The problem is the ([A-Za-z0-9_-]+\\.?)* part of the regular expression. Note that it has a quantifier (+) inside another quantifier (*). This causes catastrophic backtracking - basically, it has to try an exponential number of matches in order to check the regular expression, at least the way most regular expression engines are implemented (including the Java one).

If you use possessive quantifiers, you will be able to avoid this problem, however that would change the meaning of your regex, and it would no longer match what you want it to match.

I think the trick here is to find a regex which expresses what you want to solve, without double quantifiers. For example, the following should work:

Pattern.compile("^[A-Za-z0-9]\\.?([A-Za-z0-9_-]|[A-Za-z0-9_-]\\.)*[A-Za-z0-9]\\.[A-Za-z]{2,6}$");

I think this expresses the same class of strings that you are trying to match, and should be much faster.

  • Thank you. It works! But I take the time to fully understand the concept and I come back to you. – carpediem Dec 21 '10 at 15:22
  • Actually, it seems I was wrong about the fix :-(, though not about the problem. It was returning false even for things that should match, such as "www.association-belgo-palestinienne-be.com". I've corrected the solution - see if it works now for you. – Avi Dec 21 '10 at 15:30
  • On looking over the other answers, I think @marcog's solution should also work, and is cleaner than mine. – Avi Dec 21 '10 at 15:32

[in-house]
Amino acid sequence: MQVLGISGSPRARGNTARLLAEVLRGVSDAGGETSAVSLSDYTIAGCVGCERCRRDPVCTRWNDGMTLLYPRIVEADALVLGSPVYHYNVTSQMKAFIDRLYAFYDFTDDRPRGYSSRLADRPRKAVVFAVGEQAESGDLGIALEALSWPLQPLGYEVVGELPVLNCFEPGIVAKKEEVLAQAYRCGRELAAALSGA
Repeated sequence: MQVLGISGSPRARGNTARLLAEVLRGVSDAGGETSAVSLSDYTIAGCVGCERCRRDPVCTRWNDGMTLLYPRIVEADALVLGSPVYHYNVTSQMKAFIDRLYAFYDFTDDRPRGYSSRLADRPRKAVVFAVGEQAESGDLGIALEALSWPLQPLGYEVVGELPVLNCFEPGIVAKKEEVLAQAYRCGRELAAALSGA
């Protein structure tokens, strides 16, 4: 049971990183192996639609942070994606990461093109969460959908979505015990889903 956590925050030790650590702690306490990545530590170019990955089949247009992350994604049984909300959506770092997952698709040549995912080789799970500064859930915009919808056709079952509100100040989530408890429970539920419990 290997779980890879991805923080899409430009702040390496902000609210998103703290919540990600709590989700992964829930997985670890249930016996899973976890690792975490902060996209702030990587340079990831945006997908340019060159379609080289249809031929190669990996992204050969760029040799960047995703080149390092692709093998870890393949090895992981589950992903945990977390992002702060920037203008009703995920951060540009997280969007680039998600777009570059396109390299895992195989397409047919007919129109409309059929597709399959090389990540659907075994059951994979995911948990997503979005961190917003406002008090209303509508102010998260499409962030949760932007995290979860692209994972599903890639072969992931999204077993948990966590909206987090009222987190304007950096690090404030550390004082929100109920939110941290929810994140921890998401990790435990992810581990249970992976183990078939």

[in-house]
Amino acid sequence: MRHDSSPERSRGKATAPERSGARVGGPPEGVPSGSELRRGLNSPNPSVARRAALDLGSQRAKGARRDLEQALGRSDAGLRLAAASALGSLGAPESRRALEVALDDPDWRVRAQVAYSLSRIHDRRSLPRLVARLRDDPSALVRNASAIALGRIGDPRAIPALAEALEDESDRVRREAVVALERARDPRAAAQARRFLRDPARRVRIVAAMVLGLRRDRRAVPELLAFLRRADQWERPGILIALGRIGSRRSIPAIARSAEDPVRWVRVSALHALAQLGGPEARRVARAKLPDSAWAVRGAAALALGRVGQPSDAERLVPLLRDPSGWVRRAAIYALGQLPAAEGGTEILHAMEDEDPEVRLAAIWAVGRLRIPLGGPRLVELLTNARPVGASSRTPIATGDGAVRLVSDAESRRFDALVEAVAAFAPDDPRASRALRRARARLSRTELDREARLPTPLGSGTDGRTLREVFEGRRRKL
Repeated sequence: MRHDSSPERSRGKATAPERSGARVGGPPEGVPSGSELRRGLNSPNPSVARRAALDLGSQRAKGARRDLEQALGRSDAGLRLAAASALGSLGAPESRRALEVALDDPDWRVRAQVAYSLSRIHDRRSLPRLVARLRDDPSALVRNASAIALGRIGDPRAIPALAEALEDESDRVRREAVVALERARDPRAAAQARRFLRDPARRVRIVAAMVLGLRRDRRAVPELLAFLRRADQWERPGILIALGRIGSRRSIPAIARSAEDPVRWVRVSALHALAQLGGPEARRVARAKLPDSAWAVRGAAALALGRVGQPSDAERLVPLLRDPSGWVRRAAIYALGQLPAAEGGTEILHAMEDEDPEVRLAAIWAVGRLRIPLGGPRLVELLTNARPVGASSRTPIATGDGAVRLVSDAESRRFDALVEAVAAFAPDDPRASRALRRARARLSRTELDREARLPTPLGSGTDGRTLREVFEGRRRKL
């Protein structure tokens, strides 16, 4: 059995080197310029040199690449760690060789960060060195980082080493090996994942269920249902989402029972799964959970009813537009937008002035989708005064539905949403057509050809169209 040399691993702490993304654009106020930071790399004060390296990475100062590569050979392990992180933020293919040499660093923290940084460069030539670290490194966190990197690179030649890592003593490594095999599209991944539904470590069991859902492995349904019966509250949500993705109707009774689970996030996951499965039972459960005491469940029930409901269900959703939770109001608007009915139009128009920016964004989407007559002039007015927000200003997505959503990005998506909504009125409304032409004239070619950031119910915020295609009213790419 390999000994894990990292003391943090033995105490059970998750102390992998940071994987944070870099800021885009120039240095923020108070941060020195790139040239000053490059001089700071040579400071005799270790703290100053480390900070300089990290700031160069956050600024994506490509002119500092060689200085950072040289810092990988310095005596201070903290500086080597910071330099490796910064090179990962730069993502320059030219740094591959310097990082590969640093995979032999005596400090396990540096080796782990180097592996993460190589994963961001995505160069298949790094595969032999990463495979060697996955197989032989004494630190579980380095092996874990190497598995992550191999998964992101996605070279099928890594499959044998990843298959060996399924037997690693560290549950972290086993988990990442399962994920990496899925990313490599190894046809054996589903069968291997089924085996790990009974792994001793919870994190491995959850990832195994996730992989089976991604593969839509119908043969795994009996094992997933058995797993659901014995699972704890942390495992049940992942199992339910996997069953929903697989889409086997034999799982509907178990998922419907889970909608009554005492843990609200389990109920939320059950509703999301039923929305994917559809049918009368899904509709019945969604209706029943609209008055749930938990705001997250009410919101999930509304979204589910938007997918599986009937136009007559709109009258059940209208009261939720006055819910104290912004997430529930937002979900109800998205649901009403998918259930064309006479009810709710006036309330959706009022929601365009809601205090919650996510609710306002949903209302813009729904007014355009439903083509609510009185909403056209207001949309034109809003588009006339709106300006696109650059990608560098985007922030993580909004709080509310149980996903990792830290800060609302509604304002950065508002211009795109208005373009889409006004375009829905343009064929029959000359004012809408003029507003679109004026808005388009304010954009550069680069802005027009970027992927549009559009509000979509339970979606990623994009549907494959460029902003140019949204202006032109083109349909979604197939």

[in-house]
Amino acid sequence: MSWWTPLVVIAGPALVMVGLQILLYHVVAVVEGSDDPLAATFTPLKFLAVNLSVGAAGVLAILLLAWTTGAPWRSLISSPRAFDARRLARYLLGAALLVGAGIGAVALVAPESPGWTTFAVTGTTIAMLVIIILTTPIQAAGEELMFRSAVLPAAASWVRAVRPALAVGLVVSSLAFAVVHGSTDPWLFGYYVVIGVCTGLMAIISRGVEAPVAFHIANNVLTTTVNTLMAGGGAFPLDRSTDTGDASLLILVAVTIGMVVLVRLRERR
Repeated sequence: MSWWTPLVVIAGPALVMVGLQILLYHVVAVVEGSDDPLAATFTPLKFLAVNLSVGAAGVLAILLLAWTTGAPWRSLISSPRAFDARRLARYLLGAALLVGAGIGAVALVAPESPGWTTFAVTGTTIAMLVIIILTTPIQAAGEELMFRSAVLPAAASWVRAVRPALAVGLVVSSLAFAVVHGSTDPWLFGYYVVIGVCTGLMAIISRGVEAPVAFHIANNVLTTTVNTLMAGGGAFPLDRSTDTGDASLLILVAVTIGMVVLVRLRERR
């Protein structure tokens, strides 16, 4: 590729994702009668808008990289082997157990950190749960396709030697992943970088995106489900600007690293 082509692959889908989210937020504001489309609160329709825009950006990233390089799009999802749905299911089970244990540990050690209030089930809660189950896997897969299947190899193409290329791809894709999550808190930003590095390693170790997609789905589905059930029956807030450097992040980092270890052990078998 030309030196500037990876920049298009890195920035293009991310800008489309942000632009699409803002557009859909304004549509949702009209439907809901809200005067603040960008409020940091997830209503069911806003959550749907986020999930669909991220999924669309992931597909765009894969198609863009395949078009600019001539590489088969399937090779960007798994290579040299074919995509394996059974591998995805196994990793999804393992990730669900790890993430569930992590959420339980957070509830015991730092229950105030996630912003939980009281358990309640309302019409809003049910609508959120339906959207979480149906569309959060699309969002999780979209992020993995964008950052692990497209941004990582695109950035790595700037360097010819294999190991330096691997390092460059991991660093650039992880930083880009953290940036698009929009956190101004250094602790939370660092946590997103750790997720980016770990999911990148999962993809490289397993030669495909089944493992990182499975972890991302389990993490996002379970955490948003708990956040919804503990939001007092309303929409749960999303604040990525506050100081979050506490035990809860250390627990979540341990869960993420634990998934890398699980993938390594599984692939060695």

• yes, I tried it and some cases are not supported but let me thank for introducing me to possessive quantifiers ! – carpediem Dec 21 '10 at 15:59

It isn't really an infinite loop, it's just taking a really long time. For all practical purposes, we can call it a hang.

Your Regex may be improved.

Try to put $ at the end of it. It will say that this is the end of the line. It may help you saving time.

Edit :

 String subject = "www-association-belgo-palestinienne-be";
 Pattern pattern = Pattern.compile("^[A-Za-z0-9]([-_A-Za-z0-9]*)(\\.[-_A-Za-z0-9]+)*\\.([-_A-Za-z0-9]+\\.)*([-_A-Za-z0-9]*)[A-Za-z0-9]$");

 Matcher m = pattern.matcher(subject);
 System.out.println("    Start");
 boolean hasFind = m.find();
 System.out.println("    Finish : " + hasFind);
  • I don't think so. Even if I wait for a long time (around 20 minutes), the find is never released. – carpediem Dec 21 '10 at 14:57
  • @carpediem Testing it right now, I 'll edit if I find something :) – LaGrandMere Dec 21 '10 at 15:03
  • @carpediem: Why should that be impossible? It is like brute-forcing. – jwueller Dec 21 '10 at 15:06
  • Thank you a lot ^_^ – carpediem Dec 21 '10 at 15:06
  • @elusive Read this – marcog Dec 21 '10 at 15:10

See How do you debug a regex?.

Specifically, I would try regexpal, and change the java backslashes to single ones.

  • I tried with this one regexplanet.com/simple which uses the Java Pattern class (can't try the one you suggested me which down both chrome and ie8 !!). The result is the one I expected as I said in my question. So, I have some doubts about my Java version. – carpediem Dec 21 '10 at 15:08
  • The double backslashes are required in Java, as \\. is the only way to match a literal period. – Avi Dec 21 '10 at 15:47
  • Nicely crashed my Firefox. thx xD – Robert Dec 21 '10 at 16:09

It is an obvious Java regexp implementation bug. Look at the results with Your regexp and input data here

and You will see how quickly this is evaluated